KRON 4 | Here’s Why You May Be Carrying a 40-lb Head

Occupational and recreational habits have led to real pains in the neck. Tension and poor posture rank high as the most common pain generators. KRON 4 Morning News anchor, Marty Gonzalez, helps me demonstrate the effects of poor posture and how to fight the aching forces of gravity.

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Forward Head Posture (FHP)

One of the most common postural problems is forward head posture — for both young and old. Forward head posture is also known as:

    • Text neck, computer/notebook neck
    • Sofa neck
    • Book or reader’s neck
    • Driver’s neck

KRON 4 PosturePain1Your head should sit directly on your neck and shoulders. Think of a golf ball on a tee. But the head is more like a bowling ball (weighing about 10 to 11 lbs) than a golf ball. Your neck and shoulders have to carry the burden of this “bowling ball” all day. Supporting and moving the human head is a challenging and tiring task.

Carrying your head is an isometric contraction — you’re actually “strength training”. An isometric exercise is a static hold where the joint angle and muscle length does not change during the muscle contraction. 

Posture_AdobeStock_113073952_croppedCorrect posture: Your ears line up over your shoulder blades.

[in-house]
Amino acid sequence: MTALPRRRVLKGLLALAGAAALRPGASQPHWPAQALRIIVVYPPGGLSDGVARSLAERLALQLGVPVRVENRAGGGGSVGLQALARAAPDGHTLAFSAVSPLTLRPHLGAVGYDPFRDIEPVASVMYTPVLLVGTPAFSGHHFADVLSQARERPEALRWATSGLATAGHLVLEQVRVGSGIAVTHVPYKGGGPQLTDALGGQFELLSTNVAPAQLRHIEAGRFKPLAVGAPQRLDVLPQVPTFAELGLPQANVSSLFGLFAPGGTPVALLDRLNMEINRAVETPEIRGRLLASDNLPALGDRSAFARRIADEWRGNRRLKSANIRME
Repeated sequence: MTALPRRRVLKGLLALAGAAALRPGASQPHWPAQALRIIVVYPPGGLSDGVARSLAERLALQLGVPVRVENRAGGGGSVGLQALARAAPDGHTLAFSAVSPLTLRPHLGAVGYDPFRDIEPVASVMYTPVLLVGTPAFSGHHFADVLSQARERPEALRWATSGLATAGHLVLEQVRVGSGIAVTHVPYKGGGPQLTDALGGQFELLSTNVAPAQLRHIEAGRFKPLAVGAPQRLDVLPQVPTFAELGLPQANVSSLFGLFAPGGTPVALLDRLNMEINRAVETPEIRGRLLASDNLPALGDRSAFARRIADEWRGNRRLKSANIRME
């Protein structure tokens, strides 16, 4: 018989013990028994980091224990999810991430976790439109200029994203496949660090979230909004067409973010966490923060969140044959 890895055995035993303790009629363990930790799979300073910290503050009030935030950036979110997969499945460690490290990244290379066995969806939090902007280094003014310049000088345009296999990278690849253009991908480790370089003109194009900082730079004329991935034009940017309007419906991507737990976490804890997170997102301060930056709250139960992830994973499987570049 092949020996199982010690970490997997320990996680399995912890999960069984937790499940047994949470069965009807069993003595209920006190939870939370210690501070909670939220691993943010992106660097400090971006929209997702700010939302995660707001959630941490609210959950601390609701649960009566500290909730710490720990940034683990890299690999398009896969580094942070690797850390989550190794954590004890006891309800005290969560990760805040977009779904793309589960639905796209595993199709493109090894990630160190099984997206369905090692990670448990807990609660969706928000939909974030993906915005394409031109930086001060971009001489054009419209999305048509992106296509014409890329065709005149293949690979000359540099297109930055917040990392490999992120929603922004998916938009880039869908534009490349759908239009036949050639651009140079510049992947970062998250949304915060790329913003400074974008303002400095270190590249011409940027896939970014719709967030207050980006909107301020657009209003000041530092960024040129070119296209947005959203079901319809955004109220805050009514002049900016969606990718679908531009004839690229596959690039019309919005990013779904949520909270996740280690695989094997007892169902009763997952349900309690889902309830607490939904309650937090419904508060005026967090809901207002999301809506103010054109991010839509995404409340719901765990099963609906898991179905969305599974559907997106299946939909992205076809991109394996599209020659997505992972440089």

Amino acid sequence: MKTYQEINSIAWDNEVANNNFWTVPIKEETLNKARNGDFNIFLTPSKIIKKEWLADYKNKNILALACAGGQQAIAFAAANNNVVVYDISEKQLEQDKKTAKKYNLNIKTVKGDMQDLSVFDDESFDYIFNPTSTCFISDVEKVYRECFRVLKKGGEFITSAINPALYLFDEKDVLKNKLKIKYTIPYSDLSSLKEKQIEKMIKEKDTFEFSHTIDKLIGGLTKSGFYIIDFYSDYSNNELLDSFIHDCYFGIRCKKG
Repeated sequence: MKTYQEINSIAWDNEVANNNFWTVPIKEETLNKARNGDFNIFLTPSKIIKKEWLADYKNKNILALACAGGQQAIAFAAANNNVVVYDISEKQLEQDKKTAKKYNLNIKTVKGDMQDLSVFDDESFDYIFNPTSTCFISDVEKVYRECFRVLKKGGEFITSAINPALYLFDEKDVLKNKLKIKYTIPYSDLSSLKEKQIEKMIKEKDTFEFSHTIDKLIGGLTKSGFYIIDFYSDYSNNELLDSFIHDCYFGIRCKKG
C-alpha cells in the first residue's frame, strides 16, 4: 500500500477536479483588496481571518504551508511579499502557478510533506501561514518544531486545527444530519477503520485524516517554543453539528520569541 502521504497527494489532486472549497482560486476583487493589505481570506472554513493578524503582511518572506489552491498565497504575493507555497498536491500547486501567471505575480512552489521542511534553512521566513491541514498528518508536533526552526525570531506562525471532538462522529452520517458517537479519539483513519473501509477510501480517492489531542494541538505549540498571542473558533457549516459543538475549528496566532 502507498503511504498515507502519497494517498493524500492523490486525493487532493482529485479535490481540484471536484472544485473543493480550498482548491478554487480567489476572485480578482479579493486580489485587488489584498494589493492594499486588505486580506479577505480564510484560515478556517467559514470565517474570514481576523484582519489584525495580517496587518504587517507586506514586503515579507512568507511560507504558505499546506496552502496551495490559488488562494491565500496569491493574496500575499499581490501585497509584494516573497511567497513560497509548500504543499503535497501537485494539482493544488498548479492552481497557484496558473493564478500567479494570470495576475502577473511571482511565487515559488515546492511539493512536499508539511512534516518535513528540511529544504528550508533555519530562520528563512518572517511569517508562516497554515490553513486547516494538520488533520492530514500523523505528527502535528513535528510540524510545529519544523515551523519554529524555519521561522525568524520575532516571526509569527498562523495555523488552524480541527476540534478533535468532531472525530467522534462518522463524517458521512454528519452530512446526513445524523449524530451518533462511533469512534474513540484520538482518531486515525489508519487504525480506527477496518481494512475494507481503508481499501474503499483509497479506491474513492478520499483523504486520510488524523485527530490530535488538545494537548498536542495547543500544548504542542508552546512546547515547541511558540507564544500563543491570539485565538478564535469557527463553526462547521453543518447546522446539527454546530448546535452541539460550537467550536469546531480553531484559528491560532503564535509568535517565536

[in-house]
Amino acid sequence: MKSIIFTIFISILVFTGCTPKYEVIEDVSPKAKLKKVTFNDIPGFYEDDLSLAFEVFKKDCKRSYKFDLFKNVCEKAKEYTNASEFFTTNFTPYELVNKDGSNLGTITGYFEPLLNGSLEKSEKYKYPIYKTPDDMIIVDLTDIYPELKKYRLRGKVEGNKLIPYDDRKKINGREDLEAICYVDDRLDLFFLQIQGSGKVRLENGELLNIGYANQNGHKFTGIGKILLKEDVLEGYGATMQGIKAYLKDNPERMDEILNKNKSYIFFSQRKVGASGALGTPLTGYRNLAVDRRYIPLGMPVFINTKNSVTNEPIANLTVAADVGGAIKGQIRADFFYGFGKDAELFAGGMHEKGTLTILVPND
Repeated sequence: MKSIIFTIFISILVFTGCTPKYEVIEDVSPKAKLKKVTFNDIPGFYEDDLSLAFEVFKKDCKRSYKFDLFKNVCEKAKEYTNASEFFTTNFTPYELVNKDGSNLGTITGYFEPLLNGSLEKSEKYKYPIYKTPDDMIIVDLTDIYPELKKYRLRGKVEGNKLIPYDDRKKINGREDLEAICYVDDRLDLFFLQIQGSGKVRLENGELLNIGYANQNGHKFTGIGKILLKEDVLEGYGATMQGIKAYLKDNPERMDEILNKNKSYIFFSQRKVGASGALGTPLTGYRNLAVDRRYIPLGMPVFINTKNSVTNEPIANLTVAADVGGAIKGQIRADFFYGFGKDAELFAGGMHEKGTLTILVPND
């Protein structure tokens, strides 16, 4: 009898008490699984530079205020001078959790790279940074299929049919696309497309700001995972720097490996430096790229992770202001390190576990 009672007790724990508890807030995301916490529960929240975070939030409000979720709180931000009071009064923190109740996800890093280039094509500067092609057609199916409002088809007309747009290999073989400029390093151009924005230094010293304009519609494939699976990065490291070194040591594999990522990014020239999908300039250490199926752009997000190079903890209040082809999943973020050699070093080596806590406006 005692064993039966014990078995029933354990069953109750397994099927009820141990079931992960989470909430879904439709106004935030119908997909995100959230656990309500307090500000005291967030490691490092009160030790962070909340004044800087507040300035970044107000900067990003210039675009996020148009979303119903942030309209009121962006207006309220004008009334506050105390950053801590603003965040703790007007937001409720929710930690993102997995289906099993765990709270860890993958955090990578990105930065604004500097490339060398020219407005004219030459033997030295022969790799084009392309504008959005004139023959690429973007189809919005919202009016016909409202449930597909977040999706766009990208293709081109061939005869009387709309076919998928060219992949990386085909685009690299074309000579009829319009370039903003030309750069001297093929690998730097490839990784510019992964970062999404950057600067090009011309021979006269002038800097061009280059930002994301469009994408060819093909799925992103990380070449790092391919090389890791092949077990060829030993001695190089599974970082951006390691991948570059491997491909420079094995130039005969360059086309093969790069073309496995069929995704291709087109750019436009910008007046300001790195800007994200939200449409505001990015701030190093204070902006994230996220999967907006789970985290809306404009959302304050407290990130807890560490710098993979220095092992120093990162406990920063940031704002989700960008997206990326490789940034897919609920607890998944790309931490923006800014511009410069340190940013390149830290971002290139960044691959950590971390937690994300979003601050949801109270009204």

Incorrect posture: Along with forward head posture, your shoulders also “round” and roll forward.

Causes of Forward Head Posture

Repetitive use of computers, TV, video games, trauma, and even backpacks/laptop bags have forced the body forward. Also, general muscle weakness from illness or aging can cause FHP —  that is, you’re too weak to hold your own head up anymore.

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When you’re holding your head forward (out of alignment), you are putting additional strain on your neck, shoulders, and upper back muscles. The result? Muscle fatigue and an aching neck and back. Here’s why…    Continue reading “KRON 4 | Here’s Why You May Be Carrying a 40-lb Head”

KRON 4 | The ABC’s of Sunscreens

Studies show that those who regularly used sunscreens were more likely to burn than those who did not. I explain why and what to do about it with KRON 4 Morning News Anchor, Marty Gonzalez.

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Why Sunscreen Users Burn

Possible reasons for this finding* are that sunscreen users:

    1. May have a false sense of security.
    2. Justify staying outdoors loner.
    3. Don’t follow label directions properly.

*National Health Interview Survey of 31,000 Americans recently published in JAMA Dermatology.

Commonly Missed Spots

The most commonly overlooked areas when it comes to applying sunscreen are the most vulnerable to skin cancer. These body parts are exposed to the sun almost daily and not covered up during the colder months.

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The scalp, ears, back of neck, hands, lips, & arms are exposed to aging UVA rays all year around.
  • Scalp: Use an oil-free sunscreen (least greasy option for hair) if you’re bald, shave your head, and on your part.
  • Ears: Cancer occurs frequently on the ears.
  • Eyelids: Cancers often develop on the skin around the eyes. Difficult to protect with sunscreen if you don’t want lotion in your eyes. Wear wrap-around sunglasses with UV-blocking lenses.
  • Lips: One of the highest risk areas for squamous cell cancer. When they develop on the lips, there is the highest chance of spreading and 35% chance of recurrence. RISK OF DEATH could be as high as 15%.